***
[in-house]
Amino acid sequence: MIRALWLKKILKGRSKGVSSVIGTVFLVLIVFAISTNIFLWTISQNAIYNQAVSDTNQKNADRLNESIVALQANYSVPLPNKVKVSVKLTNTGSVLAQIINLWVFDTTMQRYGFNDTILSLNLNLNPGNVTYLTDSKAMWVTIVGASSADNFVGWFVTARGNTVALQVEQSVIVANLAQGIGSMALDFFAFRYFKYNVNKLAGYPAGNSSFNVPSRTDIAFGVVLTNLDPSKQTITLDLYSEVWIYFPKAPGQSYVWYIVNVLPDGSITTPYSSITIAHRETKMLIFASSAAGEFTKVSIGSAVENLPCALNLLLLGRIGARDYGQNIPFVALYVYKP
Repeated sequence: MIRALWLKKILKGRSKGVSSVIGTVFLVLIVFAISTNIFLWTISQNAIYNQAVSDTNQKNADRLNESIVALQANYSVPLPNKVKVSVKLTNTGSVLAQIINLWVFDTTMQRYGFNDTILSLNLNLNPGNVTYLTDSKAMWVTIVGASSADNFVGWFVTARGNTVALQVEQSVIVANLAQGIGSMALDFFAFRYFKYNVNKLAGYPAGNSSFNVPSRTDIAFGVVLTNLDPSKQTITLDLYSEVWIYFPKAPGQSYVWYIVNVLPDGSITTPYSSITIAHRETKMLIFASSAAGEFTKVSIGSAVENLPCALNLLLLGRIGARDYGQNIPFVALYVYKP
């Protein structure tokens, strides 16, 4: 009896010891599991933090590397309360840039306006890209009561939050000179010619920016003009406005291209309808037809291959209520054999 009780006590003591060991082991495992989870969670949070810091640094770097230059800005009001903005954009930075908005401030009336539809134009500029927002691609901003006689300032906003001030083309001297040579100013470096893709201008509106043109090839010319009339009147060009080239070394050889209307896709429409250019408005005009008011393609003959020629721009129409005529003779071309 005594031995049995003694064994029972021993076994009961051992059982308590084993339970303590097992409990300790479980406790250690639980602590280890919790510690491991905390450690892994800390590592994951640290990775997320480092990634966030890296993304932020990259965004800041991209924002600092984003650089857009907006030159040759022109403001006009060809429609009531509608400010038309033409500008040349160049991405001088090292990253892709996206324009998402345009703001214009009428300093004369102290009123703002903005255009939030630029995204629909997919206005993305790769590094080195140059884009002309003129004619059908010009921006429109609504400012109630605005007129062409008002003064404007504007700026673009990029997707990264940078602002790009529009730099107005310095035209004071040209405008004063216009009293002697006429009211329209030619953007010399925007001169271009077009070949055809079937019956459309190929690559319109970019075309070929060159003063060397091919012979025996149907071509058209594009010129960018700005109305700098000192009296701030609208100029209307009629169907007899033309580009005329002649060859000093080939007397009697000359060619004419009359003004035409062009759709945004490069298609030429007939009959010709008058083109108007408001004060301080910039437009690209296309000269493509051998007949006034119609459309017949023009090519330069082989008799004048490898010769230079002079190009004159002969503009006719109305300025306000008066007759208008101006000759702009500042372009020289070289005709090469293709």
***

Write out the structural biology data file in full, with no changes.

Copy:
[in-house]
Amino acid sequence: MIRALWLKKILKGRSKGVSSVIGTVFLVLIVFAISTNIFLWTISQNAIYNQAVSDTNQKNADRLNESIVALQANYSVPLPNKVKVSVKLTNTGSVLAQIINLWVFDTTMQRYGFNDTILSLNLNLNPGNVTYLTDSKAMWVTIVGASSADNFVGWFVTARGNTVALQVEQSVIVANLAQGIGSMALDFFAFRYFKYNVNKLAGYPAGNSSFNVPSRTDIAFGVVLTNLDPSKQTITLDLYSEVWIYFPKAPGQSYVWYIVNVLPDGSITTPYSSITIAHRETKMLIFASSAAGEFTKVSIGSAVENLPCALNLLLLGRIGARDYGQNIPFVALYVYKP
Repeated sequence: MIRALWLKKILKGRSKGVSSVIGTVFLVLIVFAISTNIFLWTISQNAIYNQAVSDTNQKNADRLNESIVALQANYSVPLPNKVKVSVKLTNTGSVLAQIINLWVFDTTMQRYGFNDTILSLNLNLNPGNVTYLTDSKAMWVTIVGASSADNFVGWFVTARGNTVALQVEQSVIVANLAQGIGSMALDFFAFRYFKYNVNKLAGYPAGNSSFNVPSRTDIAFGVVLTNLDPSKQTITLDLYSEVWIYFPKAPGQSYVWYIVNVLPDGSITTPYSSITIAHRETKMLIFASSAAGEFTKVSIGSAVENLPCALNLLLLGRIGARDYGQNIPFVALYVYKP
């Protein structure tokens, strides 16, 4: 009896010891599991933090590397309360840039306006890209009561939050000179010619920016003009406005291209309808037809291959209520054999 009780006590003591060991082991495992989870969670949070810091640094770097230059800005009001903005954009930075908005401030009336539809134009500029927002691609901003006689300032906003001030083309001297040579100013470096893709201008509106043109090839010319009339009147060009080239070394050889209307896709429409250019408005005009008011393609003959020629721009129409005529003779071309 005594031995049995003694064994029972021993076994009961051992059982308590084993339970303590097992409990300790479980406790250690639980602590280890919790510690491991905390450690892994800390590592994951640290990775997320480092990634966030890296993304932020990259965004800041991209924002600092984003650089857009907006030159040759022109403001006009060809429609009531509608400010038309033409500008040349160049991405001088090292990253892709996206324009998402345009703001214009009428300093004369102290009123703002903005255009939030630029995204629909997919206005993305790769590094080195140059884009002309003129004619059908010009921006429109609504400012109630605005007129062409008002003064404007504007700026673009990029997707990264940078602002790009529009730099107005310095035209004071040209405008004063216009009293002697006429009211329209030619953007010399925007001169271009077009070949055809079937019956459309190929690559319109970019075309070929060159003063060397091919012979025996149907071509058209594009010129960018700005109305700098000192009296701030609208100029209307009629169907007899033309580009005329002649060859000093080939007397009697000359060619004419009359003004035409062009759709945004490069298609030429007939009959010709008058083109108007408001004060301080910039437009690209296309000269493509051998007949006034119609459309017949023009090519330069082989008799004048490898010769230079002079190009004159002969503009006719109305300025306000008066007759208008101006000759702009500042372009020289070289005709090469293709």